Simply put: WICKED has now rightfully joined the pantheon of Broadway standards. For good reason, it will be seen by theater-goers for decades to come. It should not be missed during its current run at the Ohio Theater.

Last night was my second sighting. A year ago, with my daughter Julie, we saw it in Cleveland a few hours after watching LeBron James bury the Chicago Bulls.

WICKED will be around a lot longer than LeBron.

Our first viewing was from the front row, as we were lucky victors in the daily lottery that allows two $25 best-seats-in-the-house. The conductor was a few feet away. We smiled at each other.

On its primal level, the show is an astonishing spectacle. The costuming is lush and brilliant, the stage gorgeous and embracing, the pyrotechnics impressive. Close-up, one can easily be swallowed up just by the fancy footwork. And we were. It was an absolutely terrific first run.

Last night at the Ohio, from much farther away, the staging was still impressive. But second time around is the true test of a work of art. If it's as good or better on the re-visit, it should have legs.

In this case, I must say I was overwhelmed. The music is strong but not generally catchy. WICKED has a story to tell, rather than ditties to sell. This is a narrative put to music, not a string of hit singles.

"Defying Gravity" does make it to another realm. I'll be curious to listen to it apart from the show, just for the music and lyrics. But as the centerpiece of the pageant, at the end of the first act, it brings us a green female lead flying 20 feet above the stage, glistening in spotlights, surrounded by a halo-like fog, belting out a hymn to empowerment. An inspiring and brilliant image, filled as it is with the tale of an isolated, lonely woman overcoming her core obstacles, the number cut straight to the soul.

The show as a whole is a duet between a blonde ditz and a green outcast---or so it seems. On the surface, it's an exceedingly clever evocation of the Wizard of Oz, based loosely on a popular book, THE LIFE AND TIMES OF THE WICKED WITCH OF THE WEST, by Gregory MaGuire. First time around, the basic plot, which is often quite ingenious, merges brilliantly with the special effects to make for an easy, exciting ride.

But upon further review, what matters more is the depth of the writing. There is much in here with which to empathize and to explore. The lyric is often compelling and deep. The characters---all revolving around the two leads---are compelling and complex, flawed and angst-ridden, but each of them worthy of our full attention. Galinda, the blonde, begins paper thin. Silly and shallow to start, we know she's like her other polar opposite, the green "onion-boy" ogre Shrek, who definitely could not sing. Here the layers are well-sung, and it's a pleasure to watch and listen as they peel away through a three-hour show.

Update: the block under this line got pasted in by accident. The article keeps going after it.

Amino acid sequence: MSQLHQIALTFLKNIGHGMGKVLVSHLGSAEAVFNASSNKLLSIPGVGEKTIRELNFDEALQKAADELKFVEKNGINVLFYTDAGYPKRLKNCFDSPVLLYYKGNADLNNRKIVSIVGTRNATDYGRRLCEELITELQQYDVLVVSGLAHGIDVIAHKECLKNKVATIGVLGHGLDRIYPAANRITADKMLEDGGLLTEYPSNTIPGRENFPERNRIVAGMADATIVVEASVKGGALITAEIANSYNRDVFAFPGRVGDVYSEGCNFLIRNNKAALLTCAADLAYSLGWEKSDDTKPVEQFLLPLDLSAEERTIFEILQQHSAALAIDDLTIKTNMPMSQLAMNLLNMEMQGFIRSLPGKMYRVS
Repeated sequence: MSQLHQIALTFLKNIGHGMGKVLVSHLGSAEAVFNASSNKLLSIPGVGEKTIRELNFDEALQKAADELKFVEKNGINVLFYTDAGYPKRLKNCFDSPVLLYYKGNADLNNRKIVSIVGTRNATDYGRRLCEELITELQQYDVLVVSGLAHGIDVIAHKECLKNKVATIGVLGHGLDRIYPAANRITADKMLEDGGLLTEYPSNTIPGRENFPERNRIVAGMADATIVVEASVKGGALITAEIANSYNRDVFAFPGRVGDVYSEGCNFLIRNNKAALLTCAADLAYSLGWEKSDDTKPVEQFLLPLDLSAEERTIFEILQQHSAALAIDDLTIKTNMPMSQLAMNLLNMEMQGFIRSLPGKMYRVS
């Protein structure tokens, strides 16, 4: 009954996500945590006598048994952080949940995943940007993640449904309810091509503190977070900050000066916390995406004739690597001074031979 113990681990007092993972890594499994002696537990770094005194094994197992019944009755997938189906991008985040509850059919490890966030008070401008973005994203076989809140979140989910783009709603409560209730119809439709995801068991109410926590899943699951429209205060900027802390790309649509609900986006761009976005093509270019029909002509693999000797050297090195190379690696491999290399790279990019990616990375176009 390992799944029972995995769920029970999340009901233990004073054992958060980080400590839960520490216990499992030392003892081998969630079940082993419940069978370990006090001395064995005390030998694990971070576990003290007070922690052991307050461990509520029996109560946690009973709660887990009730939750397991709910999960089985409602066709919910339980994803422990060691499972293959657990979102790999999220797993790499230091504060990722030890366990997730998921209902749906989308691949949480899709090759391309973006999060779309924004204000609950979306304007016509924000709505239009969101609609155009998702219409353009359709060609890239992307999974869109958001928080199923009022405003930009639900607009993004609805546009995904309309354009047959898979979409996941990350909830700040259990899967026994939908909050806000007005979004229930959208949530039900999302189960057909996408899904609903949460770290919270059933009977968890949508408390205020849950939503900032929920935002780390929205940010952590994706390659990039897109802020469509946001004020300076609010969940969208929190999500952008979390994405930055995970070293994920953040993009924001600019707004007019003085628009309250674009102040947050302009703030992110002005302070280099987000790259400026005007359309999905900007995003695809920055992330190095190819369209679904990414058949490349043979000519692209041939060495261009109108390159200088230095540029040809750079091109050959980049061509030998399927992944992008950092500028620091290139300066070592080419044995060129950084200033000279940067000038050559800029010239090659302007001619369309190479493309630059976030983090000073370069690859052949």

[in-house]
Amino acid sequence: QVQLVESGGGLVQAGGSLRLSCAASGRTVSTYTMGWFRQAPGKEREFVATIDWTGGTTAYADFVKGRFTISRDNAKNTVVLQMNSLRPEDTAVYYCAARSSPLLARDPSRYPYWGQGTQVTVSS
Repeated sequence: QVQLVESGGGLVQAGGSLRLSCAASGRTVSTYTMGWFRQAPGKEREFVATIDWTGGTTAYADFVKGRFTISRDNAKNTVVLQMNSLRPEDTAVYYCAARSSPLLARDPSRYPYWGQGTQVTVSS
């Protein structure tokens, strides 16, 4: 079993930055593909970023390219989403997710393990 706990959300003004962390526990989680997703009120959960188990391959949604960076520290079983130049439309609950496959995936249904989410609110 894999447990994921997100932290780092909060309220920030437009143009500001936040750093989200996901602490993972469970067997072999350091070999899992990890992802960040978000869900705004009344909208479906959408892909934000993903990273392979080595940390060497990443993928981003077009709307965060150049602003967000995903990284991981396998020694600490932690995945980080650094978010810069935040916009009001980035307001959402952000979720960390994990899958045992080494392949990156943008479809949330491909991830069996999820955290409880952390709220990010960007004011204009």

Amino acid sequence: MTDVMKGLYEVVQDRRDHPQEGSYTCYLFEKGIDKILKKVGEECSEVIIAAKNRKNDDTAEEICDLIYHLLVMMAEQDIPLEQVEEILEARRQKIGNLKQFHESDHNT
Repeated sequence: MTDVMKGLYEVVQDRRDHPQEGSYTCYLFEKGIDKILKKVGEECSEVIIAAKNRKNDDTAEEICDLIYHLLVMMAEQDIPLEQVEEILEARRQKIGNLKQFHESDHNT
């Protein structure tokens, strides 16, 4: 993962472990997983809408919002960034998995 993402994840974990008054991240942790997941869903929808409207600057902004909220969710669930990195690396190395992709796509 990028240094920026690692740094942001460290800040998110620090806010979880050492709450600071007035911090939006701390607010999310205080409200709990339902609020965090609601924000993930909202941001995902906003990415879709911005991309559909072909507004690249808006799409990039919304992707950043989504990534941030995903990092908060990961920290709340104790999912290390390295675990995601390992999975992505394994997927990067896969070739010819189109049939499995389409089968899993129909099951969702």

The success of the character depends of course on the calibre of the actor. Both we saw---here it was Chandra Lee Schwartz---were superb. No review I've seen has panned any of the leads. Somebody in the Wicked organization is doing quality control.

Likewise Elphaba, the green witch in training. Her name's derived from the initials of L. Frank Baum, the author of WIZARD OF OZ. But her soul is a sight to behold. Powerfully played here by Jackie Burns, she treats us to the painful and convincing transformation of a desperately unhappy deformed girl into a powerful, defiant sorceress of great substance and impact.

And substance it is that will carry the show into the long term. Listening to the dialog this time, I was entranced by a nimble, politically astute flow of worthwhile prose. Time after time startling turns of phrase and quality of insight turned what could have been a long, shallow spectacle into worthwhile literature.

This one I'll see again, and take the time to read the stage script, and perhaps even the book on which it's based.

Inevitably the show has generated its own nay-sayers. But this is no Disney knock-off. There is something of deep and graceful substance here. As long as Team Wicked can find women powerful and savvy enough to play these two leads the way they need to be played, this show will be worth seeing again and again.

One local footnote: the Ohio Theater remains a critical performer of its own. I have yet to see a more beautiful theater---certainly there's none in Cleveland. To watch the elaborately staged WICKED surrounded by the grandeur of this unique hall greatly adds to the pleasure of the evening.

WICKED is here until August 29. Don't miss it. Then, if you're impressed, see it a second time. You might, as I did, like it even better.

HARVEY WASSERMAN'S HISTORY OF THE UNITED STATES ( talks about the Populist Movement, from which the Wizard of Oz originated.